Welcome, Jul/Aug 2010

By Wayne Hazzard


How do we catalyze creativity?

I have a crystal ball on my desk. The optical beauty of the sphere never ceases to provide amusement to first time visitors to my office—and even a few Dancers’ Group staff. The shiny globe is certainly a visual reference to my own bald pate, while the dome shape directly references the brainy insides where choices about current or future situations and problems are being assessed. With the ball’s impressive physical presence come doses of the mystical mysteries of life and most certainly, universal concepts of spiritual deities that can course through our minds. I love the divine and hokey references that are associated to this age-old prop that range from late night séances—the stereotypical image of gypsy woman wearing a headscarf—to mustached stage magicians predicting our paths. Each gaze or question into the translucent sphere helps direct, or lead us towards revelations of mightier than thou divinations. The perceived and real magic of the ball speaks to a collective human interest in what will come to be. Is the act of imagining creation?

Crystal balls can now be seen in a variety of modern day references. There is the 30-day weather report, political polls that predict our next Governor and for an arts organization, the parallel can be drawn to writing project descriptions for grant proposals that seek to define an artist’s imminent desires and future performance plans. It seems that any gazing, or guessing is a creative endeavor that is with us at all times. And the more we practice this future thinking or predictive modeling, the better we get at it. Are artists inherently gamblers? Is the creative process all about trusting in something that might result in bankruptcy, or conversely, boundless riches?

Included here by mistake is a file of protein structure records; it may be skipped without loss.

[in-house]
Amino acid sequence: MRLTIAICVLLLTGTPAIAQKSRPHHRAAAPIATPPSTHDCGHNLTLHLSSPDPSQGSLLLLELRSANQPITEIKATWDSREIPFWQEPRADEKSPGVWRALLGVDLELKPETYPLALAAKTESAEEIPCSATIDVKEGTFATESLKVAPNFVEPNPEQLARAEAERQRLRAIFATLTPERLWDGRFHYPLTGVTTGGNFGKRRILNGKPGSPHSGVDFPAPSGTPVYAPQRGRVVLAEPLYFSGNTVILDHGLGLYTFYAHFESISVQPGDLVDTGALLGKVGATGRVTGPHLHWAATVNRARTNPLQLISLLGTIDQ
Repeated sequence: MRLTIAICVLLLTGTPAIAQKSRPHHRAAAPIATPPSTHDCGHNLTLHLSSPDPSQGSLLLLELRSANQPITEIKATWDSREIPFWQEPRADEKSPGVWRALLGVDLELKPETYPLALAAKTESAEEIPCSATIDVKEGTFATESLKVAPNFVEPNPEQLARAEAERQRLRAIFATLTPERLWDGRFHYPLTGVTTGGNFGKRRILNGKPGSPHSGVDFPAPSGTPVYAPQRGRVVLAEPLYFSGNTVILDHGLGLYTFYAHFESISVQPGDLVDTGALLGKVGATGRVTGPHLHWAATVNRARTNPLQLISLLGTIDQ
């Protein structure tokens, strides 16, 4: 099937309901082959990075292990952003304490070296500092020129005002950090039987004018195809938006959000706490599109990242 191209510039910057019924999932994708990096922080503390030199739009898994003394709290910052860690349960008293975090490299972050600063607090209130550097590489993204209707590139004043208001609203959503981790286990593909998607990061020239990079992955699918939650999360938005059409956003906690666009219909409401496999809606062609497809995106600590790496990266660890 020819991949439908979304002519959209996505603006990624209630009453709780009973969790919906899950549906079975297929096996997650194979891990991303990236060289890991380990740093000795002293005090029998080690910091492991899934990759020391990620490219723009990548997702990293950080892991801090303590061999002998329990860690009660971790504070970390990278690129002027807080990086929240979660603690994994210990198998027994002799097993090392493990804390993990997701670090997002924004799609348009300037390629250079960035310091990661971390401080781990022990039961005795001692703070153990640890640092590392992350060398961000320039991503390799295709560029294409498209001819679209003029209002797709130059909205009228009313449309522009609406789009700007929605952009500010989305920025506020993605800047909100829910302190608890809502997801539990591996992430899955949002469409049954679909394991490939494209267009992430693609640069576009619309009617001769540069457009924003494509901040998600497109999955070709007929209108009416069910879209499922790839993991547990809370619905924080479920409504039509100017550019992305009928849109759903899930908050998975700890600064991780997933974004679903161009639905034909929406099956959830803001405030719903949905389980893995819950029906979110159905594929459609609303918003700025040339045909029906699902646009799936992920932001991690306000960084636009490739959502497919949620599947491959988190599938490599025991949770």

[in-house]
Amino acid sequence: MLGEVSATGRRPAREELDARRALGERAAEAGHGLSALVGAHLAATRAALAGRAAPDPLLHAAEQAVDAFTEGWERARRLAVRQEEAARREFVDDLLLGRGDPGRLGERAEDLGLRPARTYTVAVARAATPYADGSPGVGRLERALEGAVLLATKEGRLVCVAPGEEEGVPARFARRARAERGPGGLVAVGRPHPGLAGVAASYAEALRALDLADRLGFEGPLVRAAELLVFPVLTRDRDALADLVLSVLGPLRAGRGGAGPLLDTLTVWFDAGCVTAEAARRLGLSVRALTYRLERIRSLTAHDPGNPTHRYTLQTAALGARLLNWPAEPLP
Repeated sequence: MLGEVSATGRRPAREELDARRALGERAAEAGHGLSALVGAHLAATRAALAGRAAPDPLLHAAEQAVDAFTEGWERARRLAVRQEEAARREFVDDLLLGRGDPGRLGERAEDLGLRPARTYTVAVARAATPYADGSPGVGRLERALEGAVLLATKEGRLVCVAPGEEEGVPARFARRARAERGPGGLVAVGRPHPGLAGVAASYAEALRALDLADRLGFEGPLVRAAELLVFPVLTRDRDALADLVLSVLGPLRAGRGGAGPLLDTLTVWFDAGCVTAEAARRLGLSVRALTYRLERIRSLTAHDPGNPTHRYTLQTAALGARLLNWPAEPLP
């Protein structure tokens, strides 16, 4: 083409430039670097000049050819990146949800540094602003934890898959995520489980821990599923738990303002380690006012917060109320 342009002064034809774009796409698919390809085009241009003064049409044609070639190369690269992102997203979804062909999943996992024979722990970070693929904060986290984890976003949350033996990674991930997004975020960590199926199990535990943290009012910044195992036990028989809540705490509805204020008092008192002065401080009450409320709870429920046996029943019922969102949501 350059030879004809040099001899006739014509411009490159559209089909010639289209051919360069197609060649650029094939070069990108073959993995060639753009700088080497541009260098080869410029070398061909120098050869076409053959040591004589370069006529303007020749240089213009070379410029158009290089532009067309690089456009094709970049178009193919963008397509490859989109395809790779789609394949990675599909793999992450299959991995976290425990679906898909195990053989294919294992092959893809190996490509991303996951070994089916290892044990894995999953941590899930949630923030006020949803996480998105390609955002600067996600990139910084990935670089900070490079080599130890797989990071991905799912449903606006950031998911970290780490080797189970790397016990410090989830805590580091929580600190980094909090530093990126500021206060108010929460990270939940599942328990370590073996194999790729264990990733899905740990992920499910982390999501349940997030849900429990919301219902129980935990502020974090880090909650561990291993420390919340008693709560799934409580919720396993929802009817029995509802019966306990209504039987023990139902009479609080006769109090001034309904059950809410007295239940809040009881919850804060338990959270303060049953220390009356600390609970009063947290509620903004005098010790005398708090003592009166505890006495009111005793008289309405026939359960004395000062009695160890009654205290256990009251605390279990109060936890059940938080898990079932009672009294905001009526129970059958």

Fortune telling, or future telling for artists may seem as arbitrary as the gambler’s role of dice. Could it be that ensuring and securing support for any artist’s work is as simple as placing all of your cards on the table? Does showing your hand lead to more results? Certainly transparency is rewarded and I believe that those that show up and participate are rewarded.

Human nature often proves that the promise of a sunnier, more prosperous tomorrow motivates us to work. The belief that it holds new opportunities allows for the potential of that fresh, new, groundbreaking discovery that the arts share with all aspects of creation.

Tangible data to support my initial query will forever be in development and questioned while the events and performances that are featured for July and August are ample reason to visit new productions, new spaces, and new ideas born out of a host of desires.

As you gaze into your future, imagine the best.

This article appeared in the July/August 2010 issue of In Dance.

Wayne Hazzard is a native Californian and as a co-founder is proud to continue his work with the Bay Area dance community as the executive director of Dancers’ Group. Hazzard is a leader in the service field who is known for his work with fiscal sponsorship and on new program development. Hazzard had a distinguished 20-year career performing the works of many notable choreographers including Ed Mock, June Watanabe, Emily Keeler, Aaron Osborne, Joe Goode and Margaret Jenkins. Coinciding with his life as a dancer, Hazzard has and continues to work as an advocate for dance.